In the cold wet winter it is a good time to plan where to visit as the year improves. The South West is the obvious place to start your visiting tour of gardens containing exotic plants.
La Seigneurie in Sark has tall walls to protect from wind. The Australian Bottlebrush and New Zealand Tea Tree thrive alongside the oldest surviving 19th century feature of the original layout, the formal rose garden edged with box hedging.
Trebah Garden near Falmouth in Devon benefits from a micro climate created by a deep valley. Tree ferns, gunneras, bamboo and tall Chusan Palms. The camellia collection looks good in spring and Camellias have justly earned their title as ‘Queen of the Winter Flowers’. These beautiful blooms range from deep red to white with all shades of pink in between. They can be found along Camellia Walk, Petry’s Path and Badger’s Walk.
Abbotsbury Tropical Garden near Weymouth is a 20 acre garden filled with rare and exotic plants from all over the world and was established in 1784. The gardens are well regarded for the Rhododendron and Hydrangea collections plus the charming Victorian Garden and Swannery.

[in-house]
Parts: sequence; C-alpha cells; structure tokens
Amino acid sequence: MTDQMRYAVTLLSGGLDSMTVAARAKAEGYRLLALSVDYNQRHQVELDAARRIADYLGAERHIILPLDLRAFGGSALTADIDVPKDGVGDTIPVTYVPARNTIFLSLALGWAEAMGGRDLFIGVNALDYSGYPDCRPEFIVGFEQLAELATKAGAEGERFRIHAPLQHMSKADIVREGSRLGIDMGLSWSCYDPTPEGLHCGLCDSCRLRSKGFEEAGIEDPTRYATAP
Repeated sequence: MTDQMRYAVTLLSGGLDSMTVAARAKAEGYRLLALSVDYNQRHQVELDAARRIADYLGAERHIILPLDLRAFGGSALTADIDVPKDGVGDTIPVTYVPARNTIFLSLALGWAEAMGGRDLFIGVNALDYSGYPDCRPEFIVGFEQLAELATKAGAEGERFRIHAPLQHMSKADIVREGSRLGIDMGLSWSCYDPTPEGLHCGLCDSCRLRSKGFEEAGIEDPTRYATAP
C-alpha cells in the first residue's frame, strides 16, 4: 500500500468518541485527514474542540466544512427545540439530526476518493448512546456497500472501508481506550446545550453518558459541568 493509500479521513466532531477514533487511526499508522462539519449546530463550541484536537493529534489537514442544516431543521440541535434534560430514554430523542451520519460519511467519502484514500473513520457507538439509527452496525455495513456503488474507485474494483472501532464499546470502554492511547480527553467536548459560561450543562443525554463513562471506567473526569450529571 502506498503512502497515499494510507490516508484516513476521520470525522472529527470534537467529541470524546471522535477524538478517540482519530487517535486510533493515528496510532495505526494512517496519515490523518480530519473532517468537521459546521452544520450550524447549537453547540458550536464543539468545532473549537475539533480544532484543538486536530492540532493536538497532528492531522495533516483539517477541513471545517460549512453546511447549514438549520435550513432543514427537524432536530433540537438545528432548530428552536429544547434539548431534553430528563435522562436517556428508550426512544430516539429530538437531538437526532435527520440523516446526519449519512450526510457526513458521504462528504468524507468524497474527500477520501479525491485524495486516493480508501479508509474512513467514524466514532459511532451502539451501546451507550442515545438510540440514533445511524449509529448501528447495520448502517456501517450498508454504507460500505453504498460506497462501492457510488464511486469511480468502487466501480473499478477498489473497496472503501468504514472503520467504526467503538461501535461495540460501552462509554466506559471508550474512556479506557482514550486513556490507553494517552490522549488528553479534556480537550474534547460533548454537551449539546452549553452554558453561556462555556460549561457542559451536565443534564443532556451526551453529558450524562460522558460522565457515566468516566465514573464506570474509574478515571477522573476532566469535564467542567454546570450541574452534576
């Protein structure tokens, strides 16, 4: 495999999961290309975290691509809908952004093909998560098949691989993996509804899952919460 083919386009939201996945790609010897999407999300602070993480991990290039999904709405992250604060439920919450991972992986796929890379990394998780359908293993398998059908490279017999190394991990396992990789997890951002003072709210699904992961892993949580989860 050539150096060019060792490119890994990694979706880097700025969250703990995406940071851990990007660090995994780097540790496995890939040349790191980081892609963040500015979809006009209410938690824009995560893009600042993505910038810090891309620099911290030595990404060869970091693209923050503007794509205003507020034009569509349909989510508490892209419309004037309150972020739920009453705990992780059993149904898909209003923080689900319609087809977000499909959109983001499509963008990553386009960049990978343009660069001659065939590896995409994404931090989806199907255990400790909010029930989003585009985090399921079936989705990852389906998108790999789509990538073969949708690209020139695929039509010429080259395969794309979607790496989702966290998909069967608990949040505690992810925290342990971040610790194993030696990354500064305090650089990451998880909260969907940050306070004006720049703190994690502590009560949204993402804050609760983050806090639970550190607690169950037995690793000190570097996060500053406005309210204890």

Abriachan Garden is at the other end of the UK near Loch Ness. The garden and nursery is full of plants from the countries where the owners have previously lived and gardened…….Olearias, Pittosporums and Flaxes from New Zealand; Tea berries and Diddle-Dee from the Falkland Islands.
The Exotic Garden in Norwich becomes quite magical in spring full of hidden corners and riotous colour. ‘The air is filled with the intoxicating scent of Jasmine, Brugmansia (Angels trumpets) and different varieties of Hedychiums and Alpinias. (Gingers). The ridiculously large leaved Elephants Ear, Colocasia esculenta, ‘Mammoth’ with luscious green leaves 2×3 feet in size on long stems. Towering bananas such as the purple Abyssinian banana Ensete ventricosum ‘Maurelii’, form massive canopies to walk under as do the root hardy banana Musa basjoo.’
For Exotic gardens overseas read this Daily Telegraph article
RHS recommendations include
the ‘Sino Himalayan garden at Muncaster Castle, Cumbria, where you could be on another continent. The semi-wild garden is home to one of Europe’s oldest collections of rhododendrons and there is always something to enjoy. ‘Although we are not as high as the Himalayas, the microclimate is similar. Often the garden is wreathed with cloud and mist, and lichen and moss on some of the plants evokes the feeling of a lost world,’ says Head Gardener, Jason Haine.’
A trip to the Pompeian Garden at Dyffryn Gardens near Cardiff
The Italian garden of the Trentham Estate in Staffordshire;
The Australian trees and shrubs at Knoll Gardens in Dorset
If you can’t make the trip see these pictures of Bananas